Completing a 5-10 minute mobility sequence before you begin your workout will prepare your muscles and joints for the impact that will follow. Instead of spending time on the treadmill to “warm up” your muscles, prioritize mobility sequences that activate and lubricate the muscle fibers and joints that you will actually be relying on to train. Doing this will enable you to have greater stability and coordination during your workout, and to safely challenge your body as it moves through varied ranges of motion.
Similarly, ending your session with another short mobility sequence will ensure that you maintain optimal movement patterns, despite the necessary physical wear-and-tear that exercise puts upon the body.
The Link Between Mobility And Longevity
In case you’re still not convinced that a mobility practice needs to be high on your resolutions list, here’s a fact that might make you think otherwise. Life expectancy was once based upon age, gender, and sociodemographic descriptions. However, studies now suggest that a person’s functional state—their ability to perform activities associated with daily living without assistance—also impacts their longevity.
A 2010 research article found that life expectancy increases an average of five years for men and women over the age of 75 who are not limited in their mobility, and who can continue to perform routine life activities on their own. (1)
Another study shows the association between walking speed and survival rate among older adults. Data was gathered from 34,485 adults over the age of 65 for a 12-year period. Results found that gait speed was indeed associated with survival; the pre-requisite of a good walking pace is, of course, mobility. (2)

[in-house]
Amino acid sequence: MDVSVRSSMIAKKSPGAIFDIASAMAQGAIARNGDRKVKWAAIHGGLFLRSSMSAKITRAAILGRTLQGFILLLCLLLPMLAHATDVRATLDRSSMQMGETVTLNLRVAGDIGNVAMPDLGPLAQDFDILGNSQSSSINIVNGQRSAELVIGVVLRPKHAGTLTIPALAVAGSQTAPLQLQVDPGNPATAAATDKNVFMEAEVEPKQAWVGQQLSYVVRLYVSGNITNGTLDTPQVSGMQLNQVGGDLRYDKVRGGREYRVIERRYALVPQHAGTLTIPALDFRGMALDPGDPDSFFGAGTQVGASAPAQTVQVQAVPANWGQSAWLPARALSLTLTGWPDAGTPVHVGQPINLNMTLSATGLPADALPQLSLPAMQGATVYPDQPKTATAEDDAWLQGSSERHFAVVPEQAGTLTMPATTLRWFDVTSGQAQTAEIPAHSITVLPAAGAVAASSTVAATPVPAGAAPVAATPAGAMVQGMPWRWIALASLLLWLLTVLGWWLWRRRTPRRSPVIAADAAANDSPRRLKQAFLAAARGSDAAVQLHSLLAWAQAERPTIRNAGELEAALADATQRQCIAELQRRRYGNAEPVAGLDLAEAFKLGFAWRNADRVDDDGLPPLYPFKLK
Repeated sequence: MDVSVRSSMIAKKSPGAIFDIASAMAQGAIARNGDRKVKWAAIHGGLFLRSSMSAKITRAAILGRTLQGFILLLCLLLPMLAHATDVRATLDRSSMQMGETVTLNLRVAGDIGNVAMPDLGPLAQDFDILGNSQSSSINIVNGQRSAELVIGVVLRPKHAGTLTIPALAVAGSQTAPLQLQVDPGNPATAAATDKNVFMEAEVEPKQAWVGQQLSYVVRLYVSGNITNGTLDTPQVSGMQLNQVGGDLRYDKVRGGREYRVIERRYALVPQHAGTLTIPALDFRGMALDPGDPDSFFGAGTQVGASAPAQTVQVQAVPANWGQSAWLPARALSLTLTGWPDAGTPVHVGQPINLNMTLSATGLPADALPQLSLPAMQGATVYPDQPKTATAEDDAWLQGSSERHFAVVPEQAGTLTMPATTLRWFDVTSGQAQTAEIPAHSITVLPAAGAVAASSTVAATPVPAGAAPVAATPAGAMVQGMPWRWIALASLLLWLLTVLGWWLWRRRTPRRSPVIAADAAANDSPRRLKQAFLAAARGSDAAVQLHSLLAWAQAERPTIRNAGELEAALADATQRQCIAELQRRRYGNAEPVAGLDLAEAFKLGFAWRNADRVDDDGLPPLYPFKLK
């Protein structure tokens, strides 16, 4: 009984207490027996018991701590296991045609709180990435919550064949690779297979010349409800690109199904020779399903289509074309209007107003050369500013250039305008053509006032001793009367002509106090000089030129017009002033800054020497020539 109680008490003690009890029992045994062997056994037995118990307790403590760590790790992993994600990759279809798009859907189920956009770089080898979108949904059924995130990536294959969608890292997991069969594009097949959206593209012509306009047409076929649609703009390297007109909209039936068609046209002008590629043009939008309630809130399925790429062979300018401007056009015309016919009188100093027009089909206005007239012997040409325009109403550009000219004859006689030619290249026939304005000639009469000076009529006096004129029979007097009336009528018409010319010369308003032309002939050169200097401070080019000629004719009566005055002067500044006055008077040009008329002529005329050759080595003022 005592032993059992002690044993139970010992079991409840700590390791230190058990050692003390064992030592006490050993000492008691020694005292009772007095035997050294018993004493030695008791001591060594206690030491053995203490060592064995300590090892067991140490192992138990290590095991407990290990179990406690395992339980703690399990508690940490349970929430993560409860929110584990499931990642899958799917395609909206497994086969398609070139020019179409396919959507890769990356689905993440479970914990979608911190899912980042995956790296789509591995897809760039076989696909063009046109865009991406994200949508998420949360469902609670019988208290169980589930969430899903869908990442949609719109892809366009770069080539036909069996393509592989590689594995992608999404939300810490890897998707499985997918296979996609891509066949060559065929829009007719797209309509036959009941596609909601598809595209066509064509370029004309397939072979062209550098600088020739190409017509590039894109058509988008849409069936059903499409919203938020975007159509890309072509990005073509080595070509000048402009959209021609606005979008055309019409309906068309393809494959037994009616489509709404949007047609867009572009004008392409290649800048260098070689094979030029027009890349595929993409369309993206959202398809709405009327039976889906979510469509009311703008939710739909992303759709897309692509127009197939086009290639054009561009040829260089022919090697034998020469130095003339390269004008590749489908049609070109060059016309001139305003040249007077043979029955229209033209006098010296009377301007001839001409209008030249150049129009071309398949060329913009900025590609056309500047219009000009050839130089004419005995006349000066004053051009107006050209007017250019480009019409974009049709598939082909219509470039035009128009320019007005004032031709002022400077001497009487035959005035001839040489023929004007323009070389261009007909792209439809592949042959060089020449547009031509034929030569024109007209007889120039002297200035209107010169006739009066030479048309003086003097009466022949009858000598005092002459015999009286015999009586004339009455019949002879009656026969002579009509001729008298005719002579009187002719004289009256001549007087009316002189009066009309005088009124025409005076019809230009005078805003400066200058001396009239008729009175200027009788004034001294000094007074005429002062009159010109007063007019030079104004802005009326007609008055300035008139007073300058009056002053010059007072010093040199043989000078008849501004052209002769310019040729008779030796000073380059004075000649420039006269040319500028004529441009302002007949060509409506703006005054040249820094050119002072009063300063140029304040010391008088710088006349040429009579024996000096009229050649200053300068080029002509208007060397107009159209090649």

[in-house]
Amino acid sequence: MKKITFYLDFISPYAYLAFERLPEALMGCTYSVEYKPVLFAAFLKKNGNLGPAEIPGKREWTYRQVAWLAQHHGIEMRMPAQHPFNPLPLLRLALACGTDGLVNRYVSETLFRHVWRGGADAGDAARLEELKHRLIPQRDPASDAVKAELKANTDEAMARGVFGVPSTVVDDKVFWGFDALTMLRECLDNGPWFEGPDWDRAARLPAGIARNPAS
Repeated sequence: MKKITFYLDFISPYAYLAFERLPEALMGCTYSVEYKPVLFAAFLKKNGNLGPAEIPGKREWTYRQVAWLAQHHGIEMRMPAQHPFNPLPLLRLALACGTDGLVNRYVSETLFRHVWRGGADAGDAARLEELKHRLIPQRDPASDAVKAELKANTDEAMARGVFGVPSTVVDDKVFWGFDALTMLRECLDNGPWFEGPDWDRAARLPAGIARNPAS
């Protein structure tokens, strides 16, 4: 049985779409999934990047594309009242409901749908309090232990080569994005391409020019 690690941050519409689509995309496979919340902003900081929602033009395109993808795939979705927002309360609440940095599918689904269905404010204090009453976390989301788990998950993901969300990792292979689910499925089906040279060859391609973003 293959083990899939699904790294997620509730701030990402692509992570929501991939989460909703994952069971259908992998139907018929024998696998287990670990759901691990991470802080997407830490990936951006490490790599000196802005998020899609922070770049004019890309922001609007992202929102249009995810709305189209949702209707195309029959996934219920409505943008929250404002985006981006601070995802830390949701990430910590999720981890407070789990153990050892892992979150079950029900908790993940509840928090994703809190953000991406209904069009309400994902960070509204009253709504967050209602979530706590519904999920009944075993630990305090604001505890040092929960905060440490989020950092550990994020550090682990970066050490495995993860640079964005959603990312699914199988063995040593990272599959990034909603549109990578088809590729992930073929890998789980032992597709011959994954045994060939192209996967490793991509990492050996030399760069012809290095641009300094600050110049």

3 Steps To Add Mobility Into Your Workout Routine
There is no time like the present to incorporate mobility exercises into your fitness and healthy living routine. Here are three steps to get started.
1. Foam Rolling
Dedicate five minutes at the start of your mobility session for rolling out your major muscles:
Quadriceps (front of thigh, below hip crease to above knee cap)
Iliotibial band (outside of thigh, below side hip bone to above side of knee)
Hamstring (back of thigh, below gluteal crease to above back of knee)
Glute Medius (side of backside)
Upper back (top of shoulder blades to base of shoulder blades…very carefully; avoid the neck and low back)
2. Deep Breathing
Mobility masters have the ability to calm their nervous system through deep breathing. In doing so, their body releases tension and feels safe to be manipulated through different ranges of motion.
Continue these calm breaths as you move on the step three.
Stretching is essential for mobility. It is also a good idea to have one-on-one guidance when you first begin a mobility routine, to learn exactly what movements are right for your body, and how to modify those that aren’t. Many gyms and studios now offer mobility classes where you can learn the basics.
Stretching, mobility, and flexibility are essential fitness factors that not only play a role in how healthy we are now, but also in how we age. The best way to invest in our future health is to ensure that our bodies are limber and mobile, not brittle and inflexible.